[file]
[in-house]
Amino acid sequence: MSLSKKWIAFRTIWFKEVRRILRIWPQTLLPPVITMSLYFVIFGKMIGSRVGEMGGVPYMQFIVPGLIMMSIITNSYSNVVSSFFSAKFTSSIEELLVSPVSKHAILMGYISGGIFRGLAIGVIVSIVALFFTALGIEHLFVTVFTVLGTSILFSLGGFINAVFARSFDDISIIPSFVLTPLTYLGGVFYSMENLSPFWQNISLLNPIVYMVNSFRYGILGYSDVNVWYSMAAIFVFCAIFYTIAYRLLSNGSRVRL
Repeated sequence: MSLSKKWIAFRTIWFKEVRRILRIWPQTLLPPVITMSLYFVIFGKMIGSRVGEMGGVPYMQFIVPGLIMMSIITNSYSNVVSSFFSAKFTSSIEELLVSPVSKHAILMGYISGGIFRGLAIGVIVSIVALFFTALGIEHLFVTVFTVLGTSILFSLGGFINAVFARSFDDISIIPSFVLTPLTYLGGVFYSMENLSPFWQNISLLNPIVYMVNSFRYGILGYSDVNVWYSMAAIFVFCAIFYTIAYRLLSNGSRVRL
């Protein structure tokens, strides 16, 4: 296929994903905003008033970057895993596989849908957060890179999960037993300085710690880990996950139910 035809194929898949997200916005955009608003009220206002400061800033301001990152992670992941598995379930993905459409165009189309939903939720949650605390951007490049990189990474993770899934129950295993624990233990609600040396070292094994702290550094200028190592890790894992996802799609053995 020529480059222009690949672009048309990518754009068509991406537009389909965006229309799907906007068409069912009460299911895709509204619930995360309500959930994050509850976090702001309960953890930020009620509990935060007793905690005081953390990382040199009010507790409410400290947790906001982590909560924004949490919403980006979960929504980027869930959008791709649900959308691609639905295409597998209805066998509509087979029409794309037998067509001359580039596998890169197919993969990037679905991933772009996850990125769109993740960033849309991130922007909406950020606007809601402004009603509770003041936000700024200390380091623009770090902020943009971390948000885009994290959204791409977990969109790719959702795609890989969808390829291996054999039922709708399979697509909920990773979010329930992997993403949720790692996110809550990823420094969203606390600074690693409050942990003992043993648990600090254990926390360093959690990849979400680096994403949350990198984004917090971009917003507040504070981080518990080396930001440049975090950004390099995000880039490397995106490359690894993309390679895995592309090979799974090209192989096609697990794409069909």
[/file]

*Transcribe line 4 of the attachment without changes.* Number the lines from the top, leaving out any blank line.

């Protein structure tokens, strides 16, 4: 296929994903905003008033970057895993596989849908957060890179999960037993300085710690880990996950139910 035809194929898949997200916005955009608003009220206002400061800033301001990152992670992941598995379930993905459409165009189309939903939720949650605390951007490049990189990474993770899934129950295993624990233990609600040396070292094994702290550094200028190592890790894992996802799609053995 020529480059222009690949672009048309990518754009068509991406537009389909965006229309799907906007068409069912009460299911895709509204619930995360309500959930994050509850976090702001309960953890930020009620509990935060007793905690005081953390990382040199009010507790409410400290947790906001982590909560924004949490919403980006979960929504980027869930959008791709649900959308691609639905295409597998209805066998509509087979029409794309037998067509001359580039596998890169197919993969990037679905991933772009996850990125769109993740960033849309991130922007909406950020606007809601402004009603509770003041936000700024200390380091623009770090902020943009971390948000885009994290959204791409977990969109790719959702795609890989969808390829291996054999039922709708399979697509909920990773979010329930992997993403949720790692996110809550990823420094969203606390600074690693409050942990003992043993648990600090254990926390360093959690990849979400680096994403949350990198984004917090971009917003507040504070981080518990080396930001440049975090950004390099995000880039490397995106490359690894993309390679895995592309090979799974090209192989096609697990794409069909």